Though its the worlds largest privately-held software company, SAS Institute Inc. doesnt command the same high-profile attention as a Microsoft Corp., Oracle Corp. or SAP AG. Maybe thats because a lot of its analytical software goes into targeted solutions sold by value-added resellers and other partners. That may be about to change. Recently SAS founder and chairman James Goodnight sat down with eWeek Executive Managing Editor Jeff Moad at SAS headquarters in Cary, N.C., for a wide-ranging interview in which Goodnight said, among other things, that he reinforced his companys commitment to compete directly in the supply chain management market against dominant providers i2 Technologies and Manugistics. Goodnight also said SAS will build its software into other industry-specific solutions, first targeting the financial services and pharmaceuticals markets. Goodnight also declared hes now glad SAS never went public as it planned to do before the tech downturn.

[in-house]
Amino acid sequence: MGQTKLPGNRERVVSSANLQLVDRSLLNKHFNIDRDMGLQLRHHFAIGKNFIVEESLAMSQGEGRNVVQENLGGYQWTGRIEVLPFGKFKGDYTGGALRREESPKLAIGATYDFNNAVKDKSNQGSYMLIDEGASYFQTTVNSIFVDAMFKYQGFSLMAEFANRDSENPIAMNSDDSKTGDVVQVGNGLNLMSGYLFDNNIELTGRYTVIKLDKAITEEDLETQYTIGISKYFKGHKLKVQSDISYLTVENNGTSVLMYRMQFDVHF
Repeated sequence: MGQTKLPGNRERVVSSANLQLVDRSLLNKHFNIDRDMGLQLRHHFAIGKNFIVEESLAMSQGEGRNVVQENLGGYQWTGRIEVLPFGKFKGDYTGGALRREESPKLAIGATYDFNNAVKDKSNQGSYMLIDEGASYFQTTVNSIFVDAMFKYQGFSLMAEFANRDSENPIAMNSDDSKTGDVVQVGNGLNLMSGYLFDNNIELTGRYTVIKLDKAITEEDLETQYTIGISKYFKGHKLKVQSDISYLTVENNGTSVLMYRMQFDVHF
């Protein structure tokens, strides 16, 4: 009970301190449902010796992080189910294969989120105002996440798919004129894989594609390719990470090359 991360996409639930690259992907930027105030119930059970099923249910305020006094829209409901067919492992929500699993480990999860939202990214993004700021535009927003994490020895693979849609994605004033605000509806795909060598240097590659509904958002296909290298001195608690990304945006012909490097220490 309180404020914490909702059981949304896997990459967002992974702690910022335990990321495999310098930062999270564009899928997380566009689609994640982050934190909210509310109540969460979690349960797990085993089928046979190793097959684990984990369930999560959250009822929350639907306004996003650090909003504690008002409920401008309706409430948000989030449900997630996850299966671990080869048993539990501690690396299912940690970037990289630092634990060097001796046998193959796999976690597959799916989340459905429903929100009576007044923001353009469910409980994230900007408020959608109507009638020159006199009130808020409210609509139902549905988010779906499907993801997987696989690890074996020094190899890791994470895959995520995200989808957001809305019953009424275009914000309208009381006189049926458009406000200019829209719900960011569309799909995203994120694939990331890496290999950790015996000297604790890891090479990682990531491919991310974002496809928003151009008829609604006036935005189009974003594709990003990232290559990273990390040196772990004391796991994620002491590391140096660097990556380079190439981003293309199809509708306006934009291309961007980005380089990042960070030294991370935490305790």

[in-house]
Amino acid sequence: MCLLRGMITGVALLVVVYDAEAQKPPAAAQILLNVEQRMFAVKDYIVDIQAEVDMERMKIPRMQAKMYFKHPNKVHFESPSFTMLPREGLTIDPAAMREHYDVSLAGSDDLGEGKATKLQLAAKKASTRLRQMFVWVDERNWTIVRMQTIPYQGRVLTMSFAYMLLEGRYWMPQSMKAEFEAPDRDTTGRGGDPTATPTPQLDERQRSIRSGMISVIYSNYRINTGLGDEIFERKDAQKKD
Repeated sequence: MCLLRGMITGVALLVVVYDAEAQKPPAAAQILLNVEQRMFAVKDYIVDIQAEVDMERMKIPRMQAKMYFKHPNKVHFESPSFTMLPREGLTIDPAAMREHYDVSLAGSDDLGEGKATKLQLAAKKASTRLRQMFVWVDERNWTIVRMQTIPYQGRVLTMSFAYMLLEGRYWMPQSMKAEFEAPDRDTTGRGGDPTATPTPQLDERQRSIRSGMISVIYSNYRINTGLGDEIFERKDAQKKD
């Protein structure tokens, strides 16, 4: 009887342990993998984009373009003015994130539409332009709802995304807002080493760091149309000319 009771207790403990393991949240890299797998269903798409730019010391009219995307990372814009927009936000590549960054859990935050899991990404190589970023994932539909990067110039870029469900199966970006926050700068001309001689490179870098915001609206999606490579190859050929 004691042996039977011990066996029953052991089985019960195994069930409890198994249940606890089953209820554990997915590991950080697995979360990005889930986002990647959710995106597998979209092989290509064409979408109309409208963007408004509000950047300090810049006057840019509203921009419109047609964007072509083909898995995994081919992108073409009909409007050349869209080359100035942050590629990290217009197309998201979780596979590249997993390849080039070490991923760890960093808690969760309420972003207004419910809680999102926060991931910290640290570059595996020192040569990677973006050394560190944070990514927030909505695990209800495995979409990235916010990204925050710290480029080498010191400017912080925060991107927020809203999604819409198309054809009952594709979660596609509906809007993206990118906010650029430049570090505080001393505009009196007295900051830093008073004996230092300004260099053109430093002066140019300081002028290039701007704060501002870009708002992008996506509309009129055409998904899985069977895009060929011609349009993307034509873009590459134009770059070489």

eWeek: Describe your approach to partnering with companies that are more on the operational side of markets youve concentrated on, like CRM and supply chain management?
Goodnight: We would have a very natural fit with Seibel. And we negotiated probably for three of four years [with them] we had a lot of negotiations, and that sort of fell through. We had some recent negotiations. Now theyve gone their own way of buying their own little piece of analytical [software]. (Siebel acquired analytics company nQuire last year.) …But they bought it to be their analytical side. That would have been a nice fit for us. Were partnering right now with Brooks Automation on the semiconductor business. Weve been involved in quality control for all the semiconductor manufacuturers for a number of years…Brooks Automation is a company that makes all the machines that make the wafers and make the chips. Theyve built into that signaling and reading capabilities for measuring the process. And they take the data feeds into SAS and work on quality control
eWeek: Tom Seibel was recently quoted in eWeek saying CRM is dead. By that he meant that doesnt see much future in CRM as a broad platform. But rather his focus is on solutions that target specific industries. Do you agree with him?